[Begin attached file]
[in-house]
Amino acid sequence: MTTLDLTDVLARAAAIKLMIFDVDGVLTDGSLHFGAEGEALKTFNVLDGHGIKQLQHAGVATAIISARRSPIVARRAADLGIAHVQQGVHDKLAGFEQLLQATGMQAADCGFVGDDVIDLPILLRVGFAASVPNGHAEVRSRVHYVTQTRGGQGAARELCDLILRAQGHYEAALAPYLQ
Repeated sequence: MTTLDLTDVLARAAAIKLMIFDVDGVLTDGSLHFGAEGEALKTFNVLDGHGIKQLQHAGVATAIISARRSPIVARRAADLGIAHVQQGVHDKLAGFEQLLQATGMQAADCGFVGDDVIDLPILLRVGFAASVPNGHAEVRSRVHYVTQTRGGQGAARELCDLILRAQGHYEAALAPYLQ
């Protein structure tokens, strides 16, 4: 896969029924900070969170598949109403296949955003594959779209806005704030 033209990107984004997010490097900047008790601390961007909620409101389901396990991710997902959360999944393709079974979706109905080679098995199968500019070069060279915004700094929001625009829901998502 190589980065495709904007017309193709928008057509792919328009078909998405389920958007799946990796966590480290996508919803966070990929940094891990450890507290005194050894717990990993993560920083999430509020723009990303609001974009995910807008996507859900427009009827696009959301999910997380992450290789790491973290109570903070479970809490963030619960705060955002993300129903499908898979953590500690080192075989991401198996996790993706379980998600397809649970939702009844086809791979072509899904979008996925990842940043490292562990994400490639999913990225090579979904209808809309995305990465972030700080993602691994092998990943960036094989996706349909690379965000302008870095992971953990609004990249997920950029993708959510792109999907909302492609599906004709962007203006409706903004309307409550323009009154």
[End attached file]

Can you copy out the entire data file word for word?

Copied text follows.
[in-house]
Amino acid sequence: MTTLDLTDVLARAAAIKLMIFDVDGVLTDGSLHFGAEGEALKTFNVLDGHGIKQLQHAGVATAIISARRSPIVARRAADLGIAHVQQGVHDKLAGFEQLLQATGMQAADCGFVGDDVIDLPILLRVGFAASVPNGHAEVRSRVHYVTQTRGGQGAARELCDLILRAQGHYEAALAPYLQ
Repeated sequence: MTTLDLTDVLARAAAIKLMIFDVDGVLTDGSLHFGAEGEALKTFNVLDGHGIKQLQHAGVATAIISARRSPIVARRAADLGIAHVQQGVHDKLAGFEQLLQATGMQAADCGFVGDDVIDLPILLRVGFAASVPNGHAEVRSRVHYVTQTRGGQGAARELCDLILRAQGHYEAALAPYLQ
């Protein structure tokens, strides 16, 4: 896969029924900070969170598949109403296949955003594959779209806005704030 033209990107984004997010490097900047008790601390961007909620409101389901396990991710997902959360999944393709079974979706109905080679098995199968500019070069060279915004700094929001625009829901998502 190589980065495709904007017309193709928008057509792919328009078909998405389920958007799946990796966590480290996508919803966070990929940094891990450890507290005194050894717990990993993560920083999430509020723009990303609001974009995910807008996507859900427009009827696009959301999910997380992450290789790491973290109570903070479970809490963030619960705060955002993300129903499908898979953590500690080192075989991401198996996790993706379980998600397809649970939702009844086809791979072509899904979008996925990842940043490292562990994400490639999913990225090579979904209808809309995305990465972030700080993602691994092998990943960036094989996706349909690379965000302008870095992971953990609004990249997920950029993708959510792109999907909302492609599906004709962007203006409706903004309307409550323009009154």